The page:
Attifet

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An attifet is a heart-shaped headdress with a point that dips over the forehead, worn by European women in the 16th and 17th centuries.[2] It was first worn by Catherine de Medici and Mary Queen of Scots.[3]

The attifet originated in France and was later also worn in countries such as England, Scotland and Czechoslovakia.[4] Typically, the front of the attifet was held in shape by a wire frame. It dipped to a point over the forehead and then curved up and back in an arc on both sides. The attifet was usually made of silk or linen, and trimmed with lace or pearls. It was normally white, although there was also a black variant known as a widow's hood.[5]

References[edit]

  1. ^ Quoted by Knecht, Catherine de' Medici, 149.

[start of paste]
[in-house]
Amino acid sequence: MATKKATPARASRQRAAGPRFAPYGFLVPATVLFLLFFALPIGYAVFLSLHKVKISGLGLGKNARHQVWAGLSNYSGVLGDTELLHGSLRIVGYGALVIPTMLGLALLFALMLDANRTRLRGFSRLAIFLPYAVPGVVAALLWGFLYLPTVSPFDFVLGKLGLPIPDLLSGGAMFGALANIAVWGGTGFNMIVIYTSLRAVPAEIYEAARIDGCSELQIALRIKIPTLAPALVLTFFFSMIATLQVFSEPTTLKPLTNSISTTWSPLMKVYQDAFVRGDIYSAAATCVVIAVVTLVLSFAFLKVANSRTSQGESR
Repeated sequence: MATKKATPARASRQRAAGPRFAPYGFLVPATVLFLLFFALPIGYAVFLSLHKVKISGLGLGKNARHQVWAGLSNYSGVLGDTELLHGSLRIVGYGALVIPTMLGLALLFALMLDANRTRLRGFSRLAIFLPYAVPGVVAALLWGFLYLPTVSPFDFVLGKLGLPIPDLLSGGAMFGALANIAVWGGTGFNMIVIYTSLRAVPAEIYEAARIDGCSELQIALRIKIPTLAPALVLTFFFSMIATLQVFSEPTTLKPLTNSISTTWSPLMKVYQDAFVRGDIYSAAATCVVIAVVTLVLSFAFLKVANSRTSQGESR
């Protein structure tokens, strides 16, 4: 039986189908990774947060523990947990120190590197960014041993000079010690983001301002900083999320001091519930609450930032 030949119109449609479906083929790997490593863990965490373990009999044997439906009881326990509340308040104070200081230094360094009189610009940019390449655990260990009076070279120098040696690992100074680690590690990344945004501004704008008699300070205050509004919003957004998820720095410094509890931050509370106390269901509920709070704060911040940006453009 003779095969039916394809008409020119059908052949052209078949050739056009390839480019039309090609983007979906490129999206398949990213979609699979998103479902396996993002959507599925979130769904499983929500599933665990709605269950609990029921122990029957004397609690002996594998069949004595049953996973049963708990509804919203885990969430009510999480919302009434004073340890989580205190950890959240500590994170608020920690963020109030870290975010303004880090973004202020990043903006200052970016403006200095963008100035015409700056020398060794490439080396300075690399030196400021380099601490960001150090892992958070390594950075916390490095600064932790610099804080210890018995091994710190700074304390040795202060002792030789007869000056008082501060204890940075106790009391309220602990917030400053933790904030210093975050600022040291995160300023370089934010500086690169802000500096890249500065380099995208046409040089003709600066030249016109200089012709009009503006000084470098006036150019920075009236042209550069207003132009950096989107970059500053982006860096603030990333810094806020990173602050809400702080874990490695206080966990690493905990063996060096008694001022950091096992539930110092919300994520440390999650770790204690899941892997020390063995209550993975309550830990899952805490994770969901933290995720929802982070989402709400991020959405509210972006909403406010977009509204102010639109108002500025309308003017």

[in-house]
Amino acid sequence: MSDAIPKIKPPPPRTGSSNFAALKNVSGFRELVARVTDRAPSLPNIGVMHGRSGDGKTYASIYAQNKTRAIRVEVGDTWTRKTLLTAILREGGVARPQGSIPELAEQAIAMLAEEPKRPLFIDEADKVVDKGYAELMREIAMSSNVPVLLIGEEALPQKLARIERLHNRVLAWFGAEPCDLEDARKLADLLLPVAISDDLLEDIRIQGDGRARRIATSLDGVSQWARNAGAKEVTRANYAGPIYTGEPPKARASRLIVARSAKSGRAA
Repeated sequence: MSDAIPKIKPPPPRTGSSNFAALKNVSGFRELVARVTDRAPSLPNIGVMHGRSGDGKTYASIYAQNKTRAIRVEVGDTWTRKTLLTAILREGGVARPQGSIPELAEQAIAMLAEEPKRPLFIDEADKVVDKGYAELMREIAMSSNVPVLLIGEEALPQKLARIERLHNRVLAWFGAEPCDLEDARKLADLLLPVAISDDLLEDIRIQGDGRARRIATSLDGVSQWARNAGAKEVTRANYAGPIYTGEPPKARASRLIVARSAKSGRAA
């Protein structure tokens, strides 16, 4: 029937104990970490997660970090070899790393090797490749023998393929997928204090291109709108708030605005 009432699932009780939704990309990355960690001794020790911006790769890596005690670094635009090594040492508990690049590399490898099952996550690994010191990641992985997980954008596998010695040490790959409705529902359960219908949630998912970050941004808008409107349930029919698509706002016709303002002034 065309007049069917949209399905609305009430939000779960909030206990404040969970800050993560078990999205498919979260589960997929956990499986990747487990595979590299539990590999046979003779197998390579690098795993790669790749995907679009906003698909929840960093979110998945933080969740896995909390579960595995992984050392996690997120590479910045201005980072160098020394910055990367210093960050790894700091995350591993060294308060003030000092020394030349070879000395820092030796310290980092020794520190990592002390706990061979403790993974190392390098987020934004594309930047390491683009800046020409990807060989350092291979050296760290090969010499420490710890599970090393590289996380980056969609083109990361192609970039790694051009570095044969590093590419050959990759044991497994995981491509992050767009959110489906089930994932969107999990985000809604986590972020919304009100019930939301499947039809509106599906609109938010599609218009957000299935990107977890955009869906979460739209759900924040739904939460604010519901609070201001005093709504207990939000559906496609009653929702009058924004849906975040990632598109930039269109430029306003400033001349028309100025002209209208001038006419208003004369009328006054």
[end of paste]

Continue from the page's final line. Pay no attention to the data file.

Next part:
2. ^ McKelvey, Kathryn (2006). Fashion Source Book. Blackwell Science. ISBN 1-4051-2693-0.
  3. ^ Yarwood, Doreen (1978). The Encyclopedia of World Costume. New York: Bonanza Books. p. 18. ISBN 0-517-61943-1.
  4. ^ Condra, Jill (2007). The Greenwood Encyclopedia of Clothing Through World History: 1501-1800. Westport, Connecticut: Greenwood Press. p. 75. ISBN 0-313-33664-4.
  5. ^ Yarwood, Doreen (1978). The Encyclopedia of World Costume. New York: Bonanza Books. p. 18. ISBN 0-517-61943-1.